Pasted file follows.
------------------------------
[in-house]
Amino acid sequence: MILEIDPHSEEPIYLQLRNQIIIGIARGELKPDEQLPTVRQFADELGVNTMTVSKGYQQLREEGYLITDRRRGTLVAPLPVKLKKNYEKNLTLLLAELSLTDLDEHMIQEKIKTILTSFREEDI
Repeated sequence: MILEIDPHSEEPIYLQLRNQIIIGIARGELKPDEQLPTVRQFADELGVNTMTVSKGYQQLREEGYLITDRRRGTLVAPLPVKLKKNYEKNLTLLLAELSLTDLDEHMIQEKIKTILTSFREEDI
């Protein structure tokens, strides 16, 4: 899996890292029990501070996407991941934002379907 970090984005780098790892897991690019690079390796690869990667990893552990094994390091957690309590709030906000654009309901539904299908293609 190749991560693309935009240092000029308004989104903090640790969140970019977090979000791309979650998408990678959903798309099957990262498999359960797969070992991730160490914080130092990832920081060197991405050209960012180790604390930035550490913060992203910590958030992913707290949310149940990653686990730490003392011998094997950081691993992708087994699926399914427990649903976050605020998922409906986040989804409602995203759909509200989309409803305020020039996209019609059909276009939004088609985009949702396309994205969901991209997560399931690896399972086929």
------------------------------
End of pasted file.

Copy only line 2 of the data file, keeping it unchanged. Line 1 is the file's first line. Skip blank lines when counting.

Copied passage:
Amino acid sequence: MILEIDPHSEEPIYLQLRNQIIIGIARGELKPDEQLPTVRQFADELGVNTMTVSKGYQQLREEGYLITDRRRGTLVAPLPVKLKKNYEKNLTLLLAELSLTDLDEHMIQEKIKTILTSFREEDI